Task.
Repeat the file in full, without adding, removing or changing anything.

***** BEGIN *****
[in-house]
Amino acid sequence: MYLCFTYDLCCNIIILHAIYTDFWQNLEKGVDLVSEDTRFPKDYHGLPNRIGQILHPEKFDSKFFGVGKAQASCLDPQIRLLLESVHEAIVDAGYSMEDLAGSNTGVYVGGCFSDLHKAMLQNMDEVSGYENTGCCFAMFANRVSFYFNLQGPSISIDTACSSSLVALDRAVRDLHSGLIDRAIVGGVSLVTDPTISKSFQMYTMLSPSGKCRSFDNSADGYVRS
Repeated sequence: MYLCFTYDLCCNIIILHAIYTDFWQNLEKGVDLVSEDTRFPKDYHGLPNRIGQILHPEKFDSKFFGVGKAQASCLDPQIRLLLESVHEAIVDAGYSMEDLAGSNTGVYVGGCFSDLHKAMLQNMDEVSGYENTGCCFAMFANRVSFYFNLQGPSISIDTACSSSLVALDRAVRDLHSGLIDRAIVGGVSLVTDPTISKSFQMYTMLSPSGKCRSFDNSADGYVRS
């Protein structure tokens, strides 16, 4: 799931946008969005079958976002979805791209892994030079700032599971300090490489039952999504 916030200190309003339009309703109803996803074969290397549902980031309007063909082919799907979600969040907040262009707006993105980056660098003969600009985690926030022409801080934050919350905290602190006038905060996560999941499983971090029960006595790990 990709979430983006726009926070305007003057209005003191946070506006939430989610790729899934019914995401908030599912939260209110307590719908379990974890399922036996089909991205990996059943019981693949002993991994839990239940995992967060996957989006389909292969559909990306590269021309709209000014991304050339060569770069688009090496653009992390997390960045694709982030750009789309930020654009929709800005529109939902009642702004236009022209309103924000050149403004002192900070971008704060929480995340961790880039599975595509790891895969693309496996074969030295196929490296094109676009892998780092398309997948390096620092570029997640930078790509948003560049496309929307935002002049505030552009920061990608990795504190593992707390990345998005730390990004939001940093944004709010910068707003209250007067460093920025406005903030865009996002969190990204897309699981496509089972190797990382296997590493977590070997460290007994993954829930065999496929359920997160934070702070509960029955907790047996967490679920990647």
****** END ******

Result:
[in-house]
Amino acid sequence: MYLCFTYDLCCNIIILHAIYTDFWQNLEKGVDLVSEDTRFPKDYHGLPNRIGQILHPEKFDSKFFGVGKAQASCLDPQIRLLLESVHEAIVDAGYSMEDLAGSNTGVYVGGCFSDLHKAMLQNMDEVSGYENTGCCFAMFANRVSFYFNLQGPSISIDTACSSSLVALDRAVRDLHSGLIDRAIVGGVSLVTDPTISKSFQMYTMLSPSGKCRSFDNSADGYVRS
Repeated sequence: MYLCFTYDLCCNIIILHAIYTDFWQNLEKGVDLVSEDTRFPKDYHGLPNRIGQILHPEKFDSKFFGVGKAQASCLDPQIRLLLESVHEAIVDAGYSMEDLAGSNTGVYVGGCFSDLHKAMLQNMDEVSGYENTGCCFAMFANRVSFYFNLQGPSISIDTACSSSLVALDRAVRDLHSGLIDRAIVGGVSLVTDPTISKSFQMYTMLSPSGKCRSFDNSADGYVRS
């Protein structure tokens, strides 16, 4: 799931946008969005079958976002979805791209892994030079700032599971300090490489039952999504 916030200190309003339009309703109803996803074969290397549902980031309007063909082919799907979600969040907040262009707006993105980056660098003969600009985690926030022409801080934050919350905290602190006038905060996560999941499983971090029960006595790990 990709979430983006726009926070305007003057209005003191946070506006939430989610790729899934019914995401908030599912939260209110307590719908379990974890399922036996089909991205990996059943019981693949002993991994839990239940995992967060996957989006389909292969559909990306590269021309709209000014991304050339060569770069688009090496653009992390997390960045694709982030750009789309930020654009929709800005529109939902009642702004236009022209309103924000050149403004002192900070971008704060929480995340961790880039599975595509790891895969693309496996074969030295196929490296094109676009892998780092398309997948390096620092570029997640930078790509948003560049496309929307935002002049505030552009920061990608990795504190593992707390990345998005730390990004939001940093944004709010910068707003209250007067460093920025406005903030865009996002969190990204897309699981496509089972190797990382296997590493977590070997460290007994993954829930065999496929359920997160934070702070509960029955907790047996967490679920990647």